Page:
So did Potter. The majority of his canon deals with the shreds sex can make of people's lives, yet he remained married for 36 years to Margaret Morgan, the women he adored. However, the women in his dramas can be slotted into categories; Potter either wrote femme fatales or dim victims. Or he would mix the two. Kika Markham in Double Dare, Cheryl Campbell in Pennies from Heaven and Gina Bellman in Blackeyes were all archetypal Potter women.

His relationship during his directorial debut on Blackeyes with Bellman can best be described as strange. He plucked the 20-year-old from obscurity and insisted she dine with him every night during shooting. He also talked in over-the-top terms of his feelings for her. Based on his book, Blackeyes, the tale of the beautiful but abused model, was condemned for its voyeurism and abuse of women.

Bellman was quoted in W Stephen Gilbert's biography of Potter, Fight & Kick & Bite saying Potter was a nasty bully at times. ``I think now, a lot of the nudity was unnecessary, but at the time I trusted him implicitly . . . He was a contradiction . . . there was a part of him that was a dirty old man, and another part that was honourable.''

Joanne Whalley-Kilmer who played the ultimate fantasy nurse in The Singing Detective praised his work. ``Give me the inspired imagination of Dennis Potter any day.'' However, it was Alison Steadman who appeared in the series's most controversial sex scene, when Marlow as boy spies on his mother's adultery deep in the woods. On the morning of its screening her face was splashed over the tabloids.

``I kept thinking, `how explicit can it be?' So I phoned Jon Amiel in the editing room and he put a tape straight in a taxi. While I waited, I phoned my parents and said, `don't invite the neighbours in and keep a low profile'. Then I sat and watched it and of course it was fine. Far from being embarrassed about it, I was proud of it.''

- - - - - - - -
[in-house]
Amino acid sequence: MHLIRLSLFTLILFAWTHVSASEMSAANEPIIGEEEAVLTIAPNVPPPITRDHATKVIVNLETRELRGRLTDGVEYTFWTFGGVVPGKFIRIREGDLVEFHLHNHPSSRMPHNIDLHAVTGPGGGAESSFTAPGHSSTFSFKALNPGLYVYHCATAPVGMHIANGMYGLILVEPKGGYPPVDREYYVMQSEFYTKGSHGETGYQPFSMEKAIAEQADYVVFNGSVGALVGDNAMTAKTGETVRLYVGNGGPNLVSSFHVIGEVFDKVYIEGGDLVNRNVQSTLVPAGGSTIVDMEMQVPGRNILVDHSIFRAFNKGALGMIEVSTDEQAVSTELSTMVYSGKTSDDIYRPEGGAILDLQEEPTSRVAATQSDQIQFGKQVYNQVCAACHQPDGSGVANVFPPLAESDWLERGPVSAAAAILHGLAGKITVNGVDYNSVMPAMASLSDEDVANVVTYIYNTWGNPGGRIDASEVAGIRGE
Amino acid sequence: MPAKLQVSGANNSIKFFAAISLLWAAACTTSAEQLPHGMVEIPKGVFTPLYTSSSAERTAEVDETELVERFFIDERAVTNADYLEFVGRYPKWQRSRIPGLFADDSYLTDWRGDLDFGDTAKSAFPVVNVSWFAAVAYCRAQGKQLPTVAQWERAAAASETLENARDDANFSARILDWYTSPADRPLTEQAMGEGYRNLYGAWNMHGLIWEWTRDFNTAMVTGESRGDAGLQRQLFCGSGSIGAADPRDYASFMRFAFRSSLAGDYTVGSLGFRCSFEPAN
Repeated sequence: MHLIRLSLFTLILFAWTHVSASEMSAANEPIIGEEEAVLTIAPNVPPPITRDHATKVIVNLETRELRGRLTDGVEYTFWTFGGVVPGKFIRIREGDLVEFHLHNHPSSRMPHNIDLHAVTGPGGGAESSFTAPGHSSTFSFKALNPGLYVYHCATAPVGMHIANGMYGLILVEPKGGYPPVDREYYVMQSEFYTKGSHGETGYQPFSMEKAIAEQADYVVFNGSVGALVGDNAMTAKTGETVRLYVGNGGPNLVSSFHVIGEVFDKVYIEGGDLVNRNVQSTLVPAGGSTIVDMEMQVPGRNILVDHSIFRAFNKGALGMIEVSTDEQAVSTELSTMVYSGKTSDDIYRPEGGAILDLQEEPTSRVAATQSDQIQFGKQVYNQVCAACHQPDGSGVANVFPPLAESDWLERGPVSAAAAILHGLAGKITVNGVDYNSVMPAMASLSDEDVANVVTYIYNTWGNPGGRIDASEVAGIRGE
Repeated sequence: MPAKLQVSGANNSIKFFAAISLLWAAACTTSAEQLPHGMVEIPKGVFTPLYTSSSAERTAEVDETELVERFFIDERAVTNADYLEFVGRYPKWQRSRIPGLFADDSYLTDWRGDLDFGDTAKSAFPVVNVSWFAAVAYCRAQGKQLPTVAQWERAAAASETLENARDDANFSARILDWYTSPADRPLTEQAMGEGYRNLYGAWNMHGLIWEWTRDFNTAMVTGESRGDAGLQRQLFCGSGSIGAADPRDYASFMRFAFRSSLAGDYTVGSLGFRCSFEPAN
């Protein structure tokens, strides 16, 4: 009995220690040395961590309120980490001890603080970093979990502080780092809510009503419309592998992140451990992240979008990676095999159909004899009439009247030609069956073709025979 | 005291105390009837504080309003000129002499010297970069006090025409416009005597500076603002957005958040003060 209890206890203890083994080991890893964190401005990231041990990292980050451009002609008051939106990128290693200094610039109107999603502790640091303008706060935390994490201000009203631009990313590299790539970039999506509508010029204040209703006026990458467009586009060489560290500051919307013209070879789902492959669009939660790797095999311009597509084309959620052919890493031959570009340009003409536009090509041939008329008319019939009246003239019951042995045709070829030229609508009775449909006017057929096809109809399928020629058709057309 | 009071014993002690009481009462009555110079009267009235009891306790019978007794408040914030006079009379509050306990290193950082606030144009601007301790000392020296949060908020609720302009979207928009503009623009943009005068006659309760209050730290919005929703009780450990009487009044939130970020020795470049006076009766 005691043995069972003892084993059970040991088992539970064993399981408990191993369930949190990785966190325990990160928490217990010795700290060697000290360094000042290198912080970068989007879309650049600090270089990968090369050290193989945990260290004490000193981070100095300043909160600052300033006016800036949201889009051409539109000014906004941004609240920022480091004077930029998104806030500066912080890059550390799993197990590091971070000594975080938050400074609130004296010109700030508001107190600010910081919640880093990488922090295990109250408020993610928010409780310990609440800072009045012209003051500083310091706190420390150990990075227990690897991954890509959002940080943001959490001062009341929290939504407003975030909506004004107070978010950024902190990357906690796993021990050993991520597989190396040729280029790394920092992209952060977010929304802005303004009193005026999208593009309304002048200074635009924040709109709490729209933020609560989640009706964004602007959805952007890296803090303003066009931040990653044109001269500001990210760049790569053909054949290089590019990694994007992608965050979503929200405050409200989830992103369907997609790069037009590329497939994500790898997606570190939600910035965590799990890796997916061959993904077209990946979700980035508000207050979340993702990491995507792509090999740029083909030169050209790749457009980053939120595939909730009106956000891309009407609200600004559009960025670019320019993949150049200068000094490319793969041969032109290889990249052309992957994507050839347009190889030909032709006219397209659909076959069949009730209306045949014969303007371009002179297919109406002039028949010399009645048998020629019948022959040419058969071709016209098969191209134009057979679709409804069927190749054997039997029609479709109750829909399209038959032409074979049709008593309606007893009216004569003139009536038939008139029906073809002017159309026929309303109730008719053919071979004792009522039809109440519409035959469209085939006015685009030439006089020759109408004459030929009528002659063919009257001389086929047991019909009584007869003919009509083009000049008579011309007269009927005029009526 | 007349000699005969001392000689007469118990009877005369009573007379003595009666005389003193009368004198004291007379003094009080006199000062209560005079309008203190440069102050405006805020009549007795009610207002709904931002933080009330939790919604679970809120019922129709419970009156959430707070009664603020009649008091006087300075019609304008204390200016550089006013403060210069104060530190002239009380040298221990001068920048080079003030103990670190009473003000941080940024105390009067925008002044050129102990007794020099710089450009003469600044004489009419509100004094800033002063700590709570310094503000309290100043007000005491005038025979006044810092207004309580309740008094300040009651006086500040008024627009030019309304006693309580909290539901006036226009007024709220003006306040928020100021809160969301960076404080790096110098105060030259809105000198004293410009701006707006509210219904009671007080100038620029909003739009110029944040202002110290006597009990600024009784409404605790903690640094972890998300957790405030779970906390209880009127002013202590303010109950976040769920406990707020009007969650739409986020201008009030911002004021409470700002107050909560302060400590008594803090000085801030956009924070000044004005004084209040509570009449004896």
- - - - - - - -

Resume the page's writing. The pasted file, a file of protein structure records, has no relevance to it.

Campbell played two roles for Potter. In Pennies From Heaven, she played a schoolmistress who turns into a murderous whore, while in Rain On The Roof her character, Janet, is an abused wife, who seduces a backward boy whom she is teaching to read. During filming of the latter, she refused to say one line she felt was ridiculous.

``Janet was supposed to get out of the bath, admire herself in this full-length mirror and, expecting him to knock at the door, utter the immortal line: `Have I got a surprise for you, Bill boy!' I said: `I'm sorry, no way!' It's just got nothing to do with real women . . . I think people had begun to regard his work as too sacred to tackle and they weren't tough enough with him.''

It is ironic that Burrow's role was the result of a Potter wish which went unheeded. Louise Germaine, the ex-glamour model, who appeared in Potter's Lipstick On Your Collar and Midnight Movie was the inspiration for Karaoke. She was working in a karaoke bar, when she landed the part of Sylvia in Lipstick. However, a pregnancy prevented her taking up the role of Sollars as Potter had intended.

And so the opportunity presented itself for another young lady to repeat, for the final time, a popular Potter role, the girl whose slash of red lipstick forms into a perfect pout. After more than 20 years writing such roles Potter's collar must have been stained with scarlet smudges. But still Mary Whitehouse never managed to clean him up.

n Karaoke begins on BBC1 on Sunday night, and is repeated on Channel 4 on Monday.